Technical directors (TDs) are generally responsible for technical processes and technical equipment, for example in software and industrial companies, theaters or TV studios. Technical directors are particularly important in film and game productions, especially when animation and visual effects (VFX) play a role. In this field, TDs are usually programmers who convert creative techniques into computer graphics processes. For example, they convert drawings and designs into geometric, animatable shapes. In film or game productions, TDs create the technical framework, for example through specific software developments or the adaptation of software applications, through which artistic ideas can be implemented.
For each production, TDs usually have to develop new solutions and processes and continuously improve them. If, for example, work steps in the generation of digital images and characters can be automated or simplified, they establish corresponding technological processes for this purpose. This happens with recurring backgrounds and landscapes or with movements and optical details of the animated characters.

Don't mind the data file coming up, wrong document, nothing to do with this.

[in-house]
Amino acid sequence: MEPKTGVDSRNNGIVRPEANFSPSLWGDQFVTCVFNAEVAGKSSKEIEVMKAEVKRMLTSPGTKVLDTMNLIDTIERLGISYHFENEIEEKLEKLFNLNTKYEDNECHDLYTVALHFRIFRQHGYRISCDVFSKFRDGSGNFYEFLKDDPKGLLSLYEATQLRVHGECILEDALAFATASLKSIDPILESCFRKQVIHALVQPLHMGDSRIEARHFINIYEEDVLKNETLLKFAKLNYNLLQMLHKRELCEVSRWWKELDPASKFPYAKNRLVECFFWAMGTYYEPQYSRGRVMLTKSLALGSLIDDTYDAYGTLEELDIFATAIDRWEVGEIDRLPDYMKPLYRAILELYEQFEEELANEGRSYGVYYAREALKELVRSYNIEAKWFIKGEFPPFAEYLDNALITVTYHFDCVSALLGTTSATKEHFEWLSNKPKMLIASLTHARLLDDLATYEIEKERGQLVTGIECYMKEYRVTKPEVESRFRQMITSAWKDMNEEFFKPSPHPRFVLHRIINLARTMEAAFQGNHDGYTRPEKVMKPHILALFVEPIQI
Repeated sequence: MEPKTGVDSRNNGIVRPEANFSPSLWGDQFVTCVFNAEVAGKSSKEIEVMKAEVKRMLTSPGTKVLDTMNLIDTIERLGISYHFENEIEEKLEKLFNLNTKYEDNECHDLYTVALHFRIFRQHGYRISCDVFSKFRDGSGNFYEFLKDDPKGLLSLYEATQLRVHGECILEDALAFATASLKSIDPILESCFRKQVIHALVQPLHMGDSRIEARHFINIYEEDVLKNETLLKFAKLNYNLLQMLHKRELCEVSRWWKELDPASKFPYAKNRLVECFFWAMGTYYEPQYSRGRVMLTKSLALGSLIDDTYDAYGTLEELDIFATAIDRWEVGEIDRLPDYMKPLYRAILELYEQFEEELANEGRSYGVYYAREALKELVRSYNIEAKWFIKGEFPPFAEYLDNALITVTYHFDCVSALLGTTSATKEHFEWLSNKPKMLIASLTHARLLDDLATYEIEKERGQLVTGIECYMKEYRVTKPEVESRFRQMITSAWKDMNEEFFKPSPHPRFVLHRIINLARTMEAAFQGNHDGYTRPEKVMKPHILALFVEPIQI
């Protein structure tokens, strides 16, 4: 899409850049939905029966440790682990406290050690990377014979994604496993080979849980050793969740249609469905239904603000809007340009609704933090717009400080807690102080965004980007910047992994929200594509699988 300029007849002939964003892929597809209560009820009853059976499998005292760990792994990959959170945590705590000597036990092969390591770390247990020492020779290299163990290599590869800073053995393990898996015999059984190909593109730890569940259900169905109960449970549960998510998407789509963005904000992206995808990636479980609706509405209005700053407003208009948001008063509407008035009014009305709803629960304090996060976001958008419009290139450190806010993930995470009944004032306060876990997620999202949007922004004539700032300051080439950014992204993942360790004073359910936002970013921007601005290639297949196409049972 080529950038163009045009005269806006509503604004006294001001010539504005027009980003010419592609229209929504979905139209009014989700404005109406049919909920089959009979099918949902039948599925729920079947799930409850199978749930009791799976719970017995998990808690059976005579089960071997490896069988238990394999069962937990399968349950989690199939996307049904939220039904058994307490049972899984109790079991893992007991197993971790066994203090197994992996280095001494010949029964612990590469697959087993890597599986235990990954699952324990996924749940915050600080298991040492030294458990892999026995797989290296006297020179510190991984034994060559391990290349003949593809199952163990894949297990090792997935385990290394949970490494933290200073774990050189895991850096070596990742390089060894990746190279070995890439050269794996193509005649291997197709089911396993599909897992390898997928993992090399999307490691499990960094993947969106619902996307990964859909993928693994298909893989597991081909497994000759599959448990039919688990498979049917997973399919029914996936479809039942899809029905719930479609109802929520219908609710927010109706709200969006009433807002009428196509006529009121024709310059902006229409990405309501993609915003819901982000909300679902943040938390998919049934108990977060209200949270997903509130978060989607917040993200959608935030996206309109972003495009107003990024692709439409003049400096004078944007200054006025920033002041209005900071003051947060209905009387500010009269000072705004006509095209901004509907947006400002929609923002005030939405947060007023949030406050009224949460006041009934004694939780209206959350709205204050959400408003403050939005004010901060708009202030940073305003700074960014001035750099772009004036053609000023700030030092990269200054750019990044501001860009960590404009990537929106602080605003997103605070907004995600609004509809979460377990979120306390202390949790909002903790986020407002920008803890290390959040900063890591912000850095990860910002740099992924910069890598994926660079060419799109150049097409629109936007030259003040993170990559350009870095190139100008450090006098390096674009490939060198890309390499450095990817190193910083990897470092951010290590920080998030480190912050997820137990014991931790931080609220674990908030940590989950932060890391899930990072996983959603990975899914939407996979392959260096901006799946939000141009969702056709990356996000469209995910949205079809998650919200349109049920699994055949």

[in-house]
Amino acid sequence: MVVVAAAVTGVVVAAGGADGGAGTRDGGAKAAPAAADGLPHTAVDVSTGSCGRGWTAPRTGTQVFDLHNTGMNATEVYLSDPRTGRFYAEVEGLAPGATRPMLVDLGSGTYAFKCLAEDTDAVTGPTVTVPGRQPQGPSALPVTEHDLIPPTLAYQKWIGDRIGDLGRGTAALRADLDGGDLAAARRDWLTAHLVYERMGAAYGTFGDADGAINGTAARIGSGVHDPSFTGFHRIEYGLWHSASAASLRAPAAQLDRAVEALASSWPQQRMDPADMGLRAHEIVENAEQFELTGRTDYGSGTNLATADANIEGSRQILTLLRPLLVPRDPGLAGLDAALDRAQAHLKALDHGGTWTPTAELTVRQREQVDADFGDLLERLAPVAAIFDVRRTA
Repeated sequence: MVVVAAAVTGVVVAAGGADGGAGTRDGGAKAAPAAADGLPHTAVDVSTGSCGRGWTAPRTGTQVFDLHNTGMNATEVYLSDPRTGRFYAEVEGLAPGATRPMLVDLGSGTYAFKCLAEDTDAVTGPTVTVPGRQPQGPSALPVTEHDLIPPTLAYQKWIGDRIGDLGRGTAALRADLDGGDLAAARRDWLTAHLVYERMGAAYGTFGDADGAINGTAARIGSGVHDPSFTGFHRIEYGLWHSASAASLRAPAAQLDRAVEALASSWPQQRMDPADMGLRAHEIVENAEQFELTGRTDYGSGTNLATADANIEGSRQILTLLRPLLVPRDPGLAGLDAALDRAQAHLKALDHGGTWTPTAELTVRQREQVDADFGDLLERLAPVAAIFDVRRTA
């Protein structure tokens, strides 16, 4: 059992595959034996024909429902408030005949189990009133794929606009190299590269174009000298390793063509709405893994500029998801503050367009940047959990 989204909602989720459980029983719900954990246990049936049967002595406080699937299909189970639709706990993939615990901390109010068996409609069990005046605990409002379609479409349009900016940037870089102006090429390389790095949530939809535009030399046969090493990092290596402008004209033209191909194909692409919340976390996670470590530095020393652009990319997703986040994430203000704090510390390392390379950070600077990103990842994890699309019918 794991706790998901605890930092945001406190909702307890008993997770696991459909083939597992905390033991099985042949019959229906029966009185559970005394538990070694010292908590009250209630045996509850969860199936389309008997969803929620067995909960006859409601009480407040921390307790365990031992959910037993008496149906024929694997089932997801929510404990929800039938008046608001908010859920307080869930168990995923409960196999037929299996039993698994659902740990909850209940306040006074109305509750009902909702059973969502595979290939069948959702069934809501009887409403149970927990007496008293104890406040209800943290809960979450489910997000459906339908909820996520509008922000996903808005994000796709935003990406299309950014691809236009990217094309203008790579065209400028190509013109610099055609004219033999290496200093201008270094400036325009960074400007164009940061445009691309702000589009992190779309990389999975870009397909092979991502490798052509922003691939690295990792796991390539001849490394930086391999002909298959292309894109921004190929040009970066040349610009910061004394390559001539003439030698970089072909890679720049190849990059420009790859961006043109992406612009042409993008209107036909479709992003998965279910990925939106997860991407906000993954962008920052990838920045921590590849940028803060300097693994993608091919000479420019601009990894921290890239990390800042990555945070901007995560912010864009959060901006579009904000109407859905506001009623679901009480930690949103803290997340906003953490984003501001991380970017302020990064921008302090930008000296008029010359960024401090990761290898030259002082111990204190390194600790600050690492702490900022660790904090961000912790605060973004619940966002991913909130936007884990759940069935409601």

As their field of work plays a role in almost all work steps and areas of a film or game production, the activities of TDs are extremely diverse. At larger production companies, there are often several types of TDs, each working with artists from different creative departments. They are often specialized in the respective work steps that are necessary for the animation or VFX in films or games (pipeline). Often there is a Shading TD. In the broadest sense, shading is the representation of the surface properties of objects and people using 3D computer graphics. A number of parameters and specific calculations play a role here so that, for example, photorealistic effects can be created. A Modeling TD, on the other hand, takes care of the basics that VFX and animation artists use to generate individual characters or objects in the computer. Here, TDs often specialize in details. A Cloth TD, for example, takes care of the representation of textiles, a Hair or Grooming TD takes care of the hairstyles of the characters. Rigging and Animation TDs, on the other hand, deal with everything that has to do with setting CG elements in motion and how they are brought together and coordinated in terms of their movement. Lighting TDs are also important, because lighting is often what makes computer-generated images look realistic in the first place and is a key factor in determining the aesthetics of the image. In addition, so-called Pipeline TDs ensure technically integrated cooperation between departments, for example in the final processing and exchange of created data.